Tuesday, March 01, 2016

Mimi's Personal Immune System


The age old definition of virus has been "Ultrastructure in size, sufficiently small enough to pass through a bacterial filter". The debate of if virus is living or non living is a never ending one. More recently, new findings in field of virology has brought older definitions into question. For example, very large viruses (large in comparison to other viruses), or now famously known as "Giant viruses" are clearly large enough to be not ultrastructural and wouldn't pass through a bacterial filter. Their genome is nothing like what our databases hold. The debate has stretched to ask, "If Giant Viruses constitute a separate kingdom".

The list of Giant viruses has been growing slowly over recent years. Certain well known examples of Giant viruses include- Pandoravirus, Mamavirus, Mimivirus, Megavirus, Moumouvirus etc. Pandoravirus salinas currently holds the record for maximum size and is calculated to code for 2541 proteins. As already mentioned a huge number of these proteins don't have any homologous sequence in our known database and hence their function cannot be guessed. Interestingly, most of the giant viruses are infective to free living amoeba species.

Fig 1: Structure of Mimi Virus.
An interesting concept in viruses is a "Virus of viruses" or what is known as virophages. I have previously explained what a Virophage means (Link). Giant virus have a lot of machinery dedicated to their replication requirements, a second virus with far less genetic power takes a piggy back ride on the bigger one. These hacker's are known as virophages. The presence of Virophages has propelled the arguments in favour of viruses as a living entity and also raise serious debates on origins of viruses.

A paper published yesterday by researchers from France reported that Gigantic mimiviruses has defences similar to the CRISPR system for fighting a virophage called Zamilon. I have a lot of posts dedicated to CRISPR-CAS system in this blog and so will not repeat it here. Interested readers are requested to go through my earlier post.

Fig 2: The MIMIVIRE defence system. Source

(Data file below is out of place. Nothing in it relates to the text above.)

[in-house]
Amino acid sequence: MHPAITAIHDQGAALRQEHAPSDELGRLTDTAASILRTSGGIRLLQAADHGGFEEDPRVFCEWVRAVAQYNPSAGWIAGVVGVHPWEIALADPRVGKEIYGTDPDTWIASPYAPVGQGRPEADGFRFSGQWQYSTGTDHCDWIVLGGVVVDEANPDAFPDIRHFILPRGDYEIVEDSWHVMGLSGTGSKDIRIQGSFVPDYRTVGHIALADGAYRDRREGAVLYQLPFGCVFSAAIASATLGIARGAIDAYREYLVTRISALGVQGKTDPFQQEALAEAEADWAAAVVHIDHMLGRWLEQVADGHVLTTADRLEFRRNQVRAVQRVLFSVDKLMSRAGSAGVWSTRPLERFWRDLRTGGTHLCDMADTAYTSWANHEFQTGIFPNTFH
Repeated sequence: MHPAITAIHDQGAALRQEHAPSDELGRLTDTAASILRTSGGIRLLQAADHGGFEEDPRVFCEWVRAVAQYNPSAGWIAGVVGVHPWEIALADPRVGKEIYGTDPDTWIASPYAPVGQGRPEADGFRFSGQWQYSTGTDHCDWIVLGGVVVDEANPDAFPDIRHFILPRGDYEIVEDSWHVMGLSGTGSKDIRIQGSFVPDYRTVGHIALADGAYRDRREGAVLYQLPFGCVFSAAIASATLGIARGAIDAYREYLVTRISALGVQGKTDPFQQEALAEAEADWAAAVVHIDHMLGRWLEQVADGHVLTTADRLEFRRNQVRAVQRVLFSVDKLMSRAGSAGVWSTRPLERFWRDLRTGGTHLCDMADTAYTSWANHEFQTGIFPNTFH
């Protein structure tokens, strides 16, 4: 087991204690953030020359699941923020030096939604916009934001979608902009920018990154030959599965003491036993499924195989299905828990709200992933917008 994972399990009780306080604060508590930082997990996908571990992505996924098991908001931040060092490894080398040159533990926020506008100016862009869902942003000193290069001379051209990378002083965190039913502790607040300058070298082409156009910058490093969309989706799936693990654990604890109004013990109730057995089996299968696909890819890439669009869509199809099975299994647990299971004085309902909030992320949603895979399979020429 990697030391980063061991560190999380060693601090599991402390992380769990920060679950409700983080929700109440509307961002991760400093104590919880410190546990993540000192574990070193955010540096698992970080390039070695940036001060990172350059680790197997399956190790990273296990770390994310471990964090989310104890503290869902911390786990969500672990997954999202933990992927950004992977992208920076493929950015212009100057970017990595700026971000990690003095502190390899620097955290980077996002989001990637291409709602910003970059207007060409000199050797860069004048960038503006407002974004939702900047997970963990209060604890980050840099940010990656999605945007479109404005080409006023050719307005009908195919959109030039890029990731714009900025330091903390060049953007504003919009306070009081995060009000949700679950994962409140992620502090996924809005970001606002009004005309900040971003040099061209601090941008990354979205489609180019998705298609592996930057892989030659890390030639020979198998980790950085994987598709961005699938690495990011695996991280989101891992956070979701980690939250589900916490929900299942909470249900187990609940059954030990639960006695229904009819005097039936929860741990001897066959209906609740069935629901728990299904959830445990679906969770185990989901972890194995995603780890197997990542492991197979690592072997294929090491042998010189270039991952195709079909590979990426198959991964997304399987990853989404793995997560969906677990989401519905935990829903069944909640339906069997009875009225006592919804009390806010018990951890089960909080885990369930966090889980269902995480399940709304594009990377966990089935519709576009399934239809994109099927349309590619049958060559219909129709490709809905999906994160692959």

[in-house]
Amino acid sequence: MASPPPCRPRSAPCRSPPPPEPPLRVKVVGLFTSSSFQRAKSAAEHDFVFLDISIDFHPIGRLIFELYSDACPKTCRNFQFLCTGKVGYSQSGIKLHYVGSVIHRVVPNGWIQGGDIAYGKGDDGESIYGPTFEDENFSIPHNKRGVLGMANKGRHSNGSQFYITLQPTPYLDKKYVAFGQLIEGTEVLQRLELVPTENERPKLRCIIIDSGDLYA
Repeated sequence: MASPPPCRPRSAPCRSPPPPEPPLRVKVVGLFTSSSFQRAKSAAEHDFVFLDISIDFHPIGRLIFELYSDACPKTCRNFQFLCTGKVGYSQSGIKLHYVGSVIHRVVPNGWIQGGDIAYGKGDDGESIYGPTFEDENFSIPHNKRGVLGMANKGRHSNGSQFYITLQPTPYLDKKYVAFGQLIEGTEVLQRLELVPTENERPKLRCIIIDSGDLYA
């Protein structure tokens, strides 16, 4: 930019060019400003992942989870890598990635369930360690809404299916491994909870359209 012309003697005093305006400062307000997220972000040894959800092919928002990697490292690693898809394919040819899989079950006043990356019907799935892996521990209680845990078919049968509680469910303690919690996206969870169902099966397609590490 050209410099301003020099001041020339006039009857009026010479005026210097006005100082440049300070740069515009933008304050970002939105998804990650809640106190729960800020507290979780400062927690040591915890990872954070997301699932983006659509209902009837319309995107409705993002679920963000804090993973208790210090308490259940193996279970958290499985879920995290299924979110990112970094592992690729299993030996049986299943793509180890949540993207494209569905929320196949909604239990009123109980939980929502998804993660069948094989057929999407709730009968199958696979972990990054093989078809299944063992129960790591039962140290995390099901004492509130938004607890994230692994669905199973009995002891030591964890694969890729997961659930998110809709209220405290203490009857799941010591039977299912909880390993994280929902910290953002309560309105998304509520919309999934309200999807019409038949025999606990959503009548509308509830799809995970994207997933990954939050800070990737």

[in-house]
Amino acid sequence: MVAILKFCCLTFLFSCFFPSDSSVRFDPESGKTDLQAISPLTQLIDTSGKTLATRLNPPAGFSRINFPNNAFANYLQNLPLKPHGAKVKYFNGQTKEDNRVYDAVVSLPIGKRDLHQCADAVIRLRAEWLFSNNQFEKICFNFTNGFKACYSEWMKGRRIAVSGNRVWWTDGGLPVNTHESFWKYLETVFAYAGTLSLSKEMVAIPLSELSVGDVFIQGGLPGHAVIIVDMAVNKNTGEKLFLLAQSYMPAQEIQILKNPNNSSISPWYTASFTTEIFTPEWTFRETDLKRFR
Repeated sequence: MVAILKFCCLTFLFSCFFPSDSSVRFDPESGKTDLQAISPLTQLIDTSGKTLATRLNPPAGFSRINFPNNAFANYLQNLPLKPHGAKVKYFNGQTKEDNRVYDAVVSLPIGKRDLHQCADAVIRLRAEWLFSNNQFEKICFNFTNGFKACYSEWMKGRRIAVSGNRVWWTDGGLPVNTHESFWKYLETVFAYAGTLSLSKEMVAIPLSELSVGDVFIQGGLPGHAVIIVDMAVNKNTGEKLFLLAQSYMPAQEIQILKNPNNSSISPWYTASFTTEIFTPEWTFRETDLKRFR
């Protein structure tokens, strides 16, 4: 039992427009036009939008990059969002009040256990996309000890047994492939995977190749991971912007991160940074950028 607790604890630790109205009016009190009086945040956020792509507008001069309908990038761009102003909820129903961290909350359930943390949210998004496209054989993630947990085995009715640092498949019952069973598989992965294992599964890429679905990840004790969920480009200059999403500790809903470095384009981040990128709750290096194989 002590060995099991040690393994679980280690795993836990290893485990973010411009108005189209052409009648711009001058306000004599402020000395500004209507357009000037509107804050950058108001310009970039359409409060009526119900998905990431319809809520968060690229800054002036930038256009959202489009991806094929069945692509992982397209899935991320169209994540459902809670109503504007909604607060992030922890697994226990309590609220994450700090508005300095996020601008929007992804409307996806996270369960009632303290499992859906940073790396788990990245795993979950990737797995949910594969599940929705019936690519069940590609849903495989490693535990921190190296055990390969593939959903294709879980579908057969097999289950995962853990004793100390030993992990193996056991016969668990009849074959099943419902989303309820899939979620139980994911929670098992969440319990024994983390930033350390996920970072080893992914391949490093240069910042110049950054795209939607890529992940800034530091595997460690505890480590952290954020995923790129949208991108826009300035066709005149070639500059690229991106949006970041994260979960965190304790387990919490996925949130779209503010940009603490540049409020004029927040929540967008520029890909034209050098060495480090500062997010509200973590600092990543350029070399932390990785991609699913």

The research question began with previous reports identifying that not all Mimivirus are susceptible to the Zamilon. They further hypothesised some of them are evolutionarily gained resistance. To test this hypothesis, the team analysed 60 mimivirus genomes and looked for sequences that match those of the Zamilon virophage. This allowed looking for CRISPR-CAS like system. And the team had a clear hit. Mimiviruses that were resistant to Zamilon had a insertion of a repeated Zamilon sequence within an operon, which was named ‘Mimivirus virophage resistance element’ (MIMIVIRE). As Raoult (an author in the study) comments . “They are facing the same kind of challenge that prokaryotes have when they live in communities: they need to fight against viruses and prokaryotes. I even suspect they secrete antibiotic compounds.”

The study investigated the genetic environment of the insertions was compared with CRISPR CAS arrangement. They found important similarities between the 2 systems but also some significant differences. The genetic environment of the insertion had endonuclease (similar to Cas4), helicase etc. As a test of MIMIVIRE gene function systematic gene silencing using siRNA was done. A total of 27 genes were silenced and susceptibility to Zamilon infection was studied. A significant amount of virophage was produced with silencing of R354 (encoding the endonuclease), the R350 gene (encoding helicases and SNF2 domains), and the R349 gene (containing the repeated insert). That makes it pretty much like CRISPR CAS system. The study also did genetic phylogeny analysis using R350 and R354 in an attempt to trace lineage. The genes could be found in other viruses scattered along.

Quoting from Nature news article, “The giant viruses most likely enclose a whole lot of new biology, some of which, including the MIMIVIRE, could find novel application. Maybe in genome editing, maybe in other fields.”

Now I have a lot of questions unanswered- like, does this study also shed some light on possible common ancestor of CRISPR CAS system?

Levasseur, A., Bekliz, M., Chabrière, E., Pontarotti, P., La Scola, B., & Raoult, D. (2016). MIMIVIRE is a defence system in mimivirus that confers resistance to virophage Nature DOI: 10.1038/nature17146

Callaway, E. (2016). CRISPR-like ‘immune’ system discovered in giant virus Nature DOI: 10.1038/nature.2016.19462

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